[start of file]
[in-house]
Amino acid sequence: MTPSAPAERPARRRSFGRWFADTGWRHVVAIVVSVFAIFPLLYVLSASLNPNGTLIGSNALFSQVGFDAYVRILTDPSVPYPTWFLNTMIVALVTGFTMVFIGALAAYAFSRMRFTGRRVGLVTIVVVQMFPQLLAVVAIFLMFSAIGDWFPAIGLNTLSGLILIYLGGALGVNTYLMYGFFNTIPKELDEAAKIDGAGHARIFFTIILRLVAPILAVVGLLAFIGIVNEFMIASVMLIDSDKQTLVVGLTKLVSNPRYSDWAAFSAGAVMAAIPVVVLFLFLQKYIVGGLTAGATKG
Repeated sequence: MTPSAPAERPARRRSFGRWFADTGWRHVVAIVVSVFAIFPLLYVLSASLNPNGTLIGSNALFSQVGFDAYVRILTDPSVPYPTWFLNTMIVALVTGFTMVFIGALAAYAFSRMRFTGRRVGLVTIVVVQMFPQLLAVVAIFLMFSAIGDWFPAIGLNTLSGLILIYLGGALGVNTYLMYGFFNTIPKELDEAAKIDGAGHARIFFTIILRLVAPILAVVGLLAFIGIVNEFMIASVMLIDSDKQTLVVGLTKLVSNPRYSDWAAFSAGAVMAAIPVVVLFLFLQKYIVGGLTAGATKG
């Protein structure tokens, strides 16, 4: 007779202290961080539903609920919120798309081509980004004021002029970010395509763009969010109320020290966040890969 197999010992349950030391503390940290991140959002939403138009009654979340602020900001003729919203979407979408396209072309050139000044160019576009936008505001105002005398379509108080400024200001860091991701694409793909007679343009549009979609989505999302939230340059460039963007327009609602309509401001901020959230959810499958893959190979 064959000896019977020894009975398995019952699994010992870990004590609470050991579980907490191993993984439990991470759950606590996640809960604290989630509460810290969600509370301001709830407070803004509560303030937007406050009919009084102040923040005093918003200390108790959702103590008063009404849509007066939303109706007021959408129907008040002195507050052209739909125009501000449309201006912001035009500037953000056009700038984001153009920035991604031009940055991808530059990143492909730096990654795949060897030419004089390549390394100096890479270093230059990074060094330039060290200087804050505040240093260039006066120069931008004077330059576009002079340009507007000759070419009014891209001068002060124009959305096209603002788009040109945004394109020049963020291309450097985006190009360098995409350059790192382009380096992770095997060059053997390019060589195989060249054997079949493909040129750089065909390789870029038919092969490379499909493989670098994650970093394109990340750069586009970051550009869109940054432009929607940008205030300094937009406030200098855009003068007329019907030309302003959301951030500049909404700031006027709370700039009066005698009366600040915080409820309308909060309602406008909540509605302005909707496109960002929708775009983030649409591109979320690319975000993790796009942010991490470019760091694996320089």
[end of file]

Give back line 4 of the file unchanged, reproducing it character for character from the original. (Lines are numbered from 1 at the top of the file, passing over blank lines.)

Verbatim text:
């Protein structure tokens, strides 16, 4: 007779202290961080539903609920919120798309081509980004004021002029970010395509763009969010109320020290966040890969 197999010992349950030391503390940290991140959002939403138009009654979340602020900001003729919203979407979408396209072309050139000044160019576009936008505001105002005398379509108080400024200001860091991701694409793909007679343009549009979609989505999302939230340059460039963007327009609602309509401001901020959230959810499958893959190979 064959000896019977020894009975398995019952699994010992870990004590609470050991579980907490191993993984439990991470759950606590996640809960604290989630509460810290969600509370301001709830407070803004509560303030937007406050009919009084102040923040005093918003200390108790959702103590008063009404849509007066939303109706007021959408129907008040002195507050052209739909125009501000449309201006912001035009500037953000056009700038984001153009920035991604031009940055991808530059990143492909730096990654795949060897030419004089390549390394100096890479270093230059990074060094330039060290200087804050505040240093260039006066120069931008004077330059576009002079340009507007000759070419009014891209001068002060124009959305096209603002788009040109945004394109020049963020291309450097985006190009360098995409350059790192382009380096992770095997060059053997390019060589195989060249054997079949493909040129750089065909390789870029038919092969490379499909493989670098994650970093394109990340750069586009970051550009869109940054432009929607940008205030300094937009406030200098855009003068007329019907030309302003959301951030500049909404700031006027709370700039009066005698009366600040915080409820309308909060309602406008909540509605302005909707496109960002929708775009983030649409591109979320690319975000993790796009942010991490470019760091694996320089």